If LightDB is distributed under {GNU GPL 3.0, GNU LGPL 3.0, MPL 2.0}, would John be allowed to use it as part of ToDoApp?

Scenario 2

Having used ToDoApp for three months, John realized how much his productivity has improved. To help other people manager their tasks as efficiently as well, John has decided to make ToDoApp available as open source.

If LightDB, the lightweight library used to persist ToDoApp’s data is distributed under {GNU GPL 3.0, GNU LGPL 3.0, MPL 2.0}, would John be allowed to make ToDoApp available under {GNU GPL 3.0, GNU LGPL 3.0, MPL 2.0}?

Scenario 3

After the success of the open source version of ToDoApp, John has decided to create a brand new commercial task management application: TaskPro. TaskPro is going to be built from scratch and use LightDB as a lightweight library to persist data.

If LightDB, is distributed under {GNU GPL 3.0, GNU LGPL 3.0, MPL 2.0}, would John be allowed to make TaskPro commercially available under each of the {GNU GPL 3.0, GNU LGPL 3.0, MPL 2.0} licenses?

Scenario 4

As the lead developer of a new product at GreatSoftware Inc., Laura decided to use an existing authentication library she found on the Web called SafeAuth. She realizes that SafeAuth could be improved using a stronger cryptographic algorithm when storing users’ information. The product is going to be released under a commercial software license, but Laura would like to release the improved version of SafeAuth as open source.

If SafeAuth, is distributed under {GNU GPL 3.0, GNU LGPL 3.0, MPL 2.0}, would Laura and her team be allowed to release the improved version of SafeAuth under each of the {GNU GPL 3.0, GNU LGPL 3.0, MPL 2.0} licenses?

Scenario 5

Laura who works for GreatSoftware Inc. has changed the open version of SafeAuth found on the Web and added a new, stronger cryptographic algorithm to it. Despite Laura’s intentions to release the modified version of SafeAuth as open source, her manager sees a very strong competitive advantage for their products and decides not to release the modified version as open source.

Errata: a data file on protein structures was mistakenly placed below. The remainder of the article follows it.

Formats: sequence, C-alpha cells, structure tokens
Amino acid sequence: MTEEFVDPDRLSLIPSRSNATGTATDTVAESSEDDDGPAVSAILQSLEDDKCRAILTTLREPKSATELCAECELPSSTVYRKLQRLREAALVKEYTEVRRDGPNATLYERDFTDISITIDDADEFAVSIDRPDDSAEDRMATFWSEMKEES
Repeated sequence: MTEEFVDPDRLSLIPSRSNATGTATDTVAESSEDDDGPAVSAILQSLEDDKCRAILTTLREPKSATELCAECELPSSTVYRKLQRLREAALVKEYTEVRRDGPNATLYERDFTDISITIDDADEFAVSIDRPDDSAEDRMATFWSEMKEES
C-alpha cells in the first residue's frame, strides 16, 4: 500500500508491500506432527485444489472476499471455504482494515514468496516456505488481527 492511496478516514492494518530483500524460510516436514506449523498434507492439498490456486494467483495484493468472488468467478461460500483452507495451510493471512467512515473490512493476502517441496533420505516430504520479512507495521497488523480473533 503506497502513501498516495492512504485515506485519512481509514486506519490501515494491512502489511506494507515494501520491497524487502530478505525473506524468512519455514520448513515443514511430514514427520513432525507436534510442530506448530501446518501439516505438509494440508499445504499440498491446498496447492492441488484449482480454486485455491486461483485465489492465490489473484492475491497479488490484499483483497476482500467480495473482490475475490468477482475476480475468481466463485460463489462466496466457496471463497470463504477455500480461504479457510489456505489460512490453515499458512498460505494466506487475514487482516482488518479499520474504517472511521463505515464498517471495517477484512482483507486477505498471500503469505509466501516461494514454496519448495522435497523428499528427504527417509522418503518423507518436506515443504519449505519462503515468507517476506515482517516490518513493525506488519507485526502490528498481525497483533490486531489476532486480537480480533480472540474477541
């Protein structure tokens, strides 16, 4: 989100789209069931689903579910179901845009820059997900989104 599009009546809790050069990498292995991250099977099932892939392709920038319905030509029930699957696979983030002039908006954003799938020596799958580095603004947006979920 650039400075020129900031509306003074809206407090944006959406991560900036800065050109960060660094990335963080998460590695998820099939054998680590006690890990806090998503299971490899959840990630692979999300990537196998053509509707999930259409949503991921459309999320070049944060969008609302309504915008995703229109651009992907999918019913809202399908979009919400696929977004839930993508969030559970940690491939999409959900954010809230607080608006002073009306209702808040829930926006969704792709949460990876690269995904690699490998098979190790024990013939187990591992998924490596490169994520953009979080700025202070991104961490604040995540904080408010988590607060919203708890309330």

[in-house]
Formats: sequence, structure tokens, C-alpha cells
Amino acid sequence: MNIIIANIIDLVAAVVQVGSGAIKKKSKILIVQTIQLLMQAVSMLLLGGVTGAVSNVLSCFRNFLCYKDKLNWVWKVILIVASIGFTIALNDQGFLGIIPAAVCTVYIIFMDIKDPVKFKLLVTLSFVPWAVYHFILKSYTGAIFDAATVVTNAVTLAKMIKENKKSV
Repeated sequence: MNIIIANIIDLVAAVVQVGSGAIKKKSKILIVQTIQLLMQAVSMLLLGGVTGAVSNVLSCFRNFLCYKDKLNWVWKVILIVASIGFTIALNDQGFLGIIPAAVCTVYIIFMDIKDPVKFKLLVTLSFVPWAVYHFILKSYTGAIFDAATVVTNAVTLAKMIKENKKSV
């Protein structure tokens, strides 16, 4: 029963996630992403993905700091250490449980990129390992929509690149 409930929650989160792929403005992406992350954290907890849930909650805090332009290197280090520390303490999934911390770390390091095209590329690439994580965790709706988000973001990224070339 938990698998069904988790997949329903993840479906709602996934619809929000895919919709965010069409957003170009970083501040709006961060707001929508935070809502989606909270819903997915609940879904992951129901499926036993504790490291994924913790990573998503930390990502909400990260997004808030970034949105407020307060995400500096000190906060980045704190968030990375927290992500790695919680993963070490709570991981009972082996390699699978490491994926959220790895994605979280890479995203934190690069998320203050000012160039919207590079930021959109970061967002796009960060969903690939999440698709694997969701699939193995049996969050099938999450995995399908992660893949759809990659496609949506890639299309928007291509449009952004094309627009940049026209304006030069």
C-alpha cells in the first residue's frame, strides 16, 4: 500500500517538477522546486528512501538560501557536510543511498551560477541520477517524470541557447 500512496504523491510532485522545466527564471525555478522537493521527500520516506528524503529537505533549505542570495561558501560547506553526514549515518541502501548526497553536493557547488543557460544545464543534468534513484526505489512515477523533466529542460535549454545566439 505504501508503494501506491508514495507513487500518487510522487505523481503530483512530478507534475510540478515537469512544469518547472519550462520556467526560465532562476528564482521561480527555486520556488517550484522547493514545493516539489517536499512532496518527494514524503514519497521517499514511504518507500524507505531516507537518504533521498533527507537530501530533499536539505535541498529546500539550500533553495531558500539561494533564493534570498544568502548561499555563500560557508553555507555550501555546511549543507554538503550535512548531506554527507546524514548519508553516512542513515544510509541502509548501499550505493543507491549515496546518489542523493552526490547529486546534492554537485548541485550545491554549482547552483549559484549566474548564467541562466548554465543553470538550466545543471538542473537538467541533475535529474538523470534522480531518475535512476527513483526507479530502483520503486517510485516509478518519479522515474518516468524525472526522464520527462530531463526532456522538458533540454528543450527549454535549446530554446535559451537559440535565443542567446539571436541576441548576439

Considering that the new product is going to be distributed under a commercial license, if SafeAuth is distributed under the {GNU GPL 3.0, GNU LGPL 3.0, MPL 2.0}, can Laura and her team use the modified version as part of their new product?

Scenario 6

Shaoqing believes there are unhappy users out there willing to pay for a premium email client. To get to market faster, she decided to use an open source implementation of the Simple Mail Transfer Protocol (SMTP).

If the SMTP implementation is released under {GNU GPL 3.0, GNU LGPL 3.0, MPL 2.0}, would Shaoqing be allowed to fork the SMTP project and change the fork’s license to the {GNU GPL 3.0, GNU LGPL 3.0, MPL 2.0} license in order to use it in her commercial e-mail client?

Scenario 7

Shaoqing has been trying to optimize the way her email client handles old e-mails. Browsing on the Web, she found a fairly sophisticated implementation of a compression algorithm on a software developer’s blog that could be used on archived emails. The algorithm implementation has hundreds of lines of code and does not include an explicit license, but there is a copyright notice on the blog that states “All Rights Reserved”.

If Shaoqing used the source code she found on the blog in her e-mail client, would be allowed to distribute the e-mail client commercially under the {GNU GPL 3.0, GNU LGPL 3.0, MPL 2.0} license?